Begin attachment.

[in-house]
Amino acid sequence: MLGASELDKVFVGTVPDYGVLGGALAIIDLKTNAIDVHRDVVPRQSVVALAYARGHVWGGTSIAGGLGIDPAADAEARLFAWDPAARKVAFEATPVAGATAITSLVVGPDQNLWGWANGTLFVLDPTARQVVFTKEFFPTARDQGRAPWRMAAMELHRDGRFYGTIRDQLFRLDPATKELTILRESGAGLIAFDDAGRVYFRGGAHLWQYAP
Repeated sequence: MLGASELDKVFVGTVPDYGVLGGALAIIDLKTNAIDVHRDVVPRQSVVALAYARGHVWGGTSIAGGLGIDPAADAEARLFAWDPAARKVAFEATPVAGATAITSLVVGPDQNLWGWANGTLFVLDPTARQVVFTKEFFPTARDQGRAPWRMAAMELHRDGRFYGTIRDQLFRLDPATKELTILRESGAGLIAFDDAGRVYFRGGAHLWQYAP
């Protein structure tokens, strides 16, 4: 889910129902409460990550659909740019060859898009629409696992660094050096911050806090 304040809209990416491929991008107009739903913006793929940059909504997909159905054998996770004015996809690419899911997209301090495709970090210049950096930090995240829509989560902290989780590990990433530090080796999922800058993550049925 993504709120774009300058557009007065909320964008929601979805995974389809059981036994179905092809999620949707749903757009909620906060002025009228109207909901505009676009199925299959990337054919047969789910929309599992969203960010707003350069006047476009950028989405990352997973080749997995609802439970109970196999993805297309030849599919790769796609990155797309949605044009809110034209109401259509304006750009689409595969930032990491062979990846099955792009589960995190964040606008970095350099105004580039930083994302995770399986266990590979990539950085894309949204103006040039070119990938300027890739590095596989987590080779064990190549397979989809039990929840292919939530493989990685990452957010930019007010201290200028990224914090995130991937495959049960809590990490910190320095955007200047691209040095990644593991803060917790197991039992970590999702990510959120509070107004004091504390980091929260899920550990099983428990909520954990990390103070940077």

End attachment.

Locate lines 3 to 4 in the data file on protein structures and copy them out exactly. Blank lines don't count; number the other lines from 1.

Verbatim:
Repeated sequence: MLGASELDKVFVGTVPDYGVLGGALAIIDLKTNAIDVHRDVVPRQSVVALAYARGHVWGGTSIAGGLGIDPAADAEARLFAWDPAARKVAFEATPVAGATAITSLVVGPDQNLWGWANGTLFVLDPTARQVVFTKEFFPTARDQGRAPWRMAAMELHRDGRFYGTIRDQLFRLDPATKELTILRESGAGLIAFDDAGRVYFRGGAHLWQYAP
């Protein structure tokens, strides 16, 4: 889910129902409460990550659909740019060859898009629409696992660094050096911050806090 304040809209990416491929991008107009739903913006793929940059909504997909159905054998996770004015996809690419899911997209301090495709970090210049950096930090995240829509989560902290989780590990990433530090080796999922800058993550049925 993504709120774009300058557009007065909320964008929601979805995974389809059981036994179905092809999620949707749903757009909620906060002025009228109207909901505009676009199925299959990337054919047969789910929309599992969203960010707003350069006047476009950028989405990352997973080749997995609802439970109970196999993805297309030849599919790769796609990155797309949605044009809110034209109401259509304006750009689409595969930032990491062979990846099955792009589960995190964040606008970095350099105004580039930083994302995770399986266990590979990539950085894309949204103006040039070119990938300027890739590095596989987590080779064990190549397979989809039990929840292919939530493989990685990452957010930019007010201290200028990224914090995130991937495959049960809590990490910190320095955007200047691209040095990644593991803060917790197991039992970590999702990510959120509070107004004091504390980091929260899920550990099983428990909520954990990390103070940077």